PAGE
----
2. Names: The title of the film means “name” in Hebrew. In each city, when asked his name, Daniel gives a false one. In the museum in Paris, he gives the ancient British name Alfred (after Dreyfus, he says). In Berlin he calls himself Henry, also a non-Jewish name, though we see him secretly typing his real name on a museum computer. When he enters the synagogue in Prague, he calls himself David, the first time he has used a Jewish pseudonym, and one which begins with the same letter as his real name. This is followed by the transforming experience of seeing, on the walls of the otherwise empty synagogue, the names of the Jewish dead killed by the Nazis. In Belgrade Daniel says his name is Paul, and the name’s association with Christianity is explicitly discussed. Finally in Sofia, to the man who will tell him the truth about what his great-grandfather actually did in life, Daniel gives his real name. Symbolically, Daniel is both avoiding and seeking himself. Having learned the truth about his great-grandfather (whose name, Theodor Weiss, means “Gift-of-God White”), Daniel finally becomes himself.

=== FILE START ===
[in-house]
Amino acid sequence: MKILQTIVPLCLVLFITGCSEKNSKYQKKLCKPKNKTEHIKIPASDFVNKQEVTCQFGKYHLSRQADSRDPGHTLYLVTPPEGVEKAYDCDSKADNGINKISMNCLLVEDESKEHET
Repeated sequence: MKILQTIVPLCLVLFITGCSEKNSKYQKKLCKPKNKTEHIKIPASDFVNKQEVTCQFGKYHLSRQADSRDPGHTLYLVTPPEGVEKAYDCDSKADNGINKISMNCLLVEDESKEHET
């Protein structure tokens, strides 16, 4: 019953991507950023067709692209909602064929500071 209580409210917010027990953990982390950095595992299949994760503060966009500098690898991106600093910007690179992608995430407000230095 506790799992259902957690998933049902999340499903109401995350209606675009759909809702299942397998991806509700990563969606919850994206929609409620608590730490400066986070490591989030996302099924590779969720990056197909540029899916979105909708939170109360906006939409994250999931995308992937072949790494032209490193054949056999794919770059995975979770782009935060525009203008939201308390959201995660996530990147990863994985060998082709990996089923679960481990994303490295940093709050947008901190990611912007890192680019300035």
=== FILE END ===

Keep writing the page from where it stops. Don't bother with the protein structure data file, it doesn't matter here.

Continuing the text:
3. Hiding: In addition to the sleep imagery and the false names, Daniel engages in other forms of disguise, hiding, and avoidance, often related to his eyes. At different times he dresses in drag (with tears from his right eye drawn onto his face), is blindfolded, wears sunglasses in nightclubs, buys dope, pretends to poke himself in the eye with a pool cue, becomes blind drunk. (We see him with a real tear after he leaves the first person in his life who refuses to be seduced by him despite his beginning to fall in love with her.). Another form of hiding is sexual license: “I can have sex with anyone I want whenever I want,” he says, and he does.